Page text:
The question of what constitutes a family is a prime area of debate in family sociology, as well as in contemporary politics and religion. Social conservatives tend to define the family in terms of a heterosexual, nuclear family structure with each family member filling a certain role (like father, mother, or child). As former Conservative Prime Minister Stephen Harper put it, “I have no difficulty with the recognition of civil unions for nontraditional relationships but I believe in law we should protect the traditional definition of marriage” (Globe and Mail, 2010). Others define family much more broadly as a group of intimates tied together by bonds of love and commitment. American Talk show host Oprah Winfrey defines family as “a marvelous, occasionally messy collection of partners, parents, exes, siblings, babies, and best friends—all bonded by that most powerful glue…love” (Winfrey, 2019).
Navigating between these different definitions, sociologists seek a substantive definition that can distinguish family groups from non-family groups. Rather than relying on definitions borrowed from specific religious or cultural traditions, they tend to define family more in terms of the manner in which members relate to one another. Therefore, family can be defined as a socially recognized group joined by blood relations, marriage, or adoption, that forms an emotional connection and serves as an economic unit of society.
Based on Georg Simmel’s (1971 (1908)) distinction between the form and content of social interaction (see Chapter 7. Groups and Organizations), sociologists can analyze the family as a social form that comes into existence around five different contents or interests: sexual activity, economic cooperation, reproduction, socialization of children, and emotional support. As one might expect from Simmel’s analysis, the types of family form in which all or some of these contents are expressed are diverse: nuclear families, polygamous families, extended families, same-sex parent families, single-parent families, blended families, and zero-child families, etc. However, the forms that families take are not random; rather, these forms are determined by cultural traditions, social structures, economic pressures, and historical transformations. They also are subject to intense moral and political debate about the definition of the family, the “decline of the family,” or the policy options to best support the well-being of families.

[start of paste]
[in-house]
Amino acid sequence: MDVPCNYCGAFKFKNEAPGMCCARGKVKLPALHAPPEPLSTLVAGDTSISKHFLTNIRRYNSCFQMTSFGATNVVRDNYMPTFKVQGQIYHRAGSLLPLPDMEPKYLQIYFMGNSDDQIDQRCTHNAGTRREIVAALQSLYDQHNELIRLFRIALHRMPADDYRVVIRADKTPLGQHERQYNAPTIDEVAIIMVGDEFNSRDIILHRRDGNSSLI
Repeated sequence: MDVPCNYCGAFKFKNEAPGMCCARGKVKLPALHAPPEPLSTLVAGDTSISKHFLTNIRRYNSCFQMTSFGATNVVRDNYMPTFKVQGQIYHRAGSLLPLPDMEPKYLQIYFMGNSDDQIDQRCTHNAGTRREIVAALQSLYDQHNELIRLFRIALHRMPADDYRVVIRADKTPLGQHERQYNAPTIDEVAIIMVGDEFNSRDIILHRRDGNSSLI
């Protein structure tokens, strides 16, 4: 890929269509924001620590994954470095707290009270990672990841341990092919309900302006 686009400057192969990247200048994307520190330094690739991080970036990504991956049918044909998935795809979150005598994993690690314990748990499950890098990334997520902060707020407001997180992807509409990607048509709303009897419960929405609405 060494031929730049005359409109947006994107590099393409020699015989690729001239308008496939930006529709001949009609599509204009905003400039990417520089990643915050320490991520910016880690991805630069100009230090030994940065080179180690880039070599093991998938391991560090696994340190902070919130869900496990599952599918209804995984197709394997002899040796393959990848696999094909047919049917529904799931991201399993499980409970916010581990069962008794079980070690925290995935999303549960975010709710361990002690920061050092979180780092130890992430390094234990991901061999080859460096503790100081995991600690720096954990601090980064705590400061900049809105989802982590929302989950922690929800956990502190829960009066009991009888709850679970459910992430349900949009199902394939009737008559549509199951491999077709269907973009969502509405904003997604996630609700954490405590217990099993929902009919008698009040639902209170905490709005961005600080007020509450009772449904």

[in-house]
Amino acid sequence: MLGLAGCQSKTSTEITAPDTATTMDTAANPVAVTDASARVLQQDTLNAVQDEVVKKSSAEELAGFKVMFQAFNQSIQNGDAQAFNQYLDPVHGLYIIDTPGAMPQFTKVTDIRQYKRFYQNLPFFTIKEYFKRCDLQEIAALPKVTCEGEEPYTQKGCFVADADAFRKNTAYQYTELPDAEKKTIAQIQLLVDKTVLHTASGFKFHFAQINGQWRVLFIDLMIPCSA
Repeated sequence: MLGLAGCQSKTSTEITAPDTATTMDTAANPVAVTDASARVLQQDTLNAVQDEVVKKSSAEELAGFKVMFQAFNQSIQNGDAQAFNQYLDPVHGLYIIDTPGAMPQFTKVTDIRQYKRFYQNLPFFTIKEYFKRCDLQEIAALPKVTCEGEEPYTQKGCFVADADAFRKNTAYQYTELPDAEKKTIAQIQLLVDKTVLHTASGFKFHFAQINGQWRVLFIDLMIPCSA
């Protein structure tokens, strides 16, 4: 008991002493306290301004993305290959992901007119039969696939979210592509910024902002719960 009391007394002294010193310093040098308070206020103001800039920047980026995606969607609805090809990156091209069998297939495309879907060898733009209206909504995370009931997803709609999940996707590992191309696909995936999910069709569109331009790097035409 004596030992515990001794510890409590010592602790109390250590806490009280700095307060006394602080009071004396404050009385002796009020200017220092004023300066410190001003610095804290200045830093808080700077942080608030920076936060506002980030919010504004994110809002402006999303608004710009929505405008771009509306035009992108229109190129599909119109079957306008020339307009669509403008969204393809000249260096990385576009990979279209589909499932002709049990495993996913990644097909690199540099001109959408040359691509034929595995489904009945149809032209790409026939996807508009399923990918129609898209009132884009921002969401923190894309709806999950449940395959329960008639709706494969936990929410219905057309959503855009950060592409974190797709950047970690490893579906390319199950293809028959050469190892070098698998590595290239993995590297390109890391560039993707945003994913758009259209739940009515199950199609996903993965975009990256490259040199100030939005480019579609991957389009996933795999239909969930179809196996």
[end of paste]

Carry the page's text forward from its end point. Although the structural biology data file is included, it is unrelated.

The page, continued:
Marriage Patterns as Social Forms
Contemporary North Americans typically equate marriage and cohabitation with monogamy, when someone is married to only one person at a time. Following Simmel’s sociological approach above, monogamy is a social form or relationship pattern that regulates sexual activity as a content of social relationships. It has consequences for the social forms that the other contents of “family” assume: economic cooperation, reproduction, socialization of children, and emotional support. In fact, who can marry whom, and who is permitted to have sex with whom, are key variables in distinguishing various types of kinship system, systems of social organization based on real or putative family ties (Carston, 1998). The most basic rule for all societies is the incest taboo — an individual may not have sex with or marry someone who is a close blood relative — but beyond this constraint there is great variation in kinship practices (Stebbins, 2013).
In a majority of cultures around the world (78%), polygamy, or being married to more than one person at a time, is accepted (Murdock, 1967), with most polygamous societies existing in Sub-Saharan Africa and Muslim dominant countries (Altman and Ginat, 1996). Instances of polygamy are almost exclusively in the form of polygyny. Polygyny refers to a man being married to more than one woman at the same time. The reverse, when a woman is married to more than one man at the same time, is called polyandry. It is far less common and only occurs in about 1 per cent of the world’s cultures (Altman and Ginat, 1996). While the majority of societies accept polygyny, the majority of people do not practice it. Often fewer than 10% (and no more than 25 to 35%) of men in cultures that accept polygamy have more than one wife. Having multiple wives is a sign of status and wealth for a man, but he usually must have the wealth and status before he can have more than one wife (Altman and Ginat, 1996).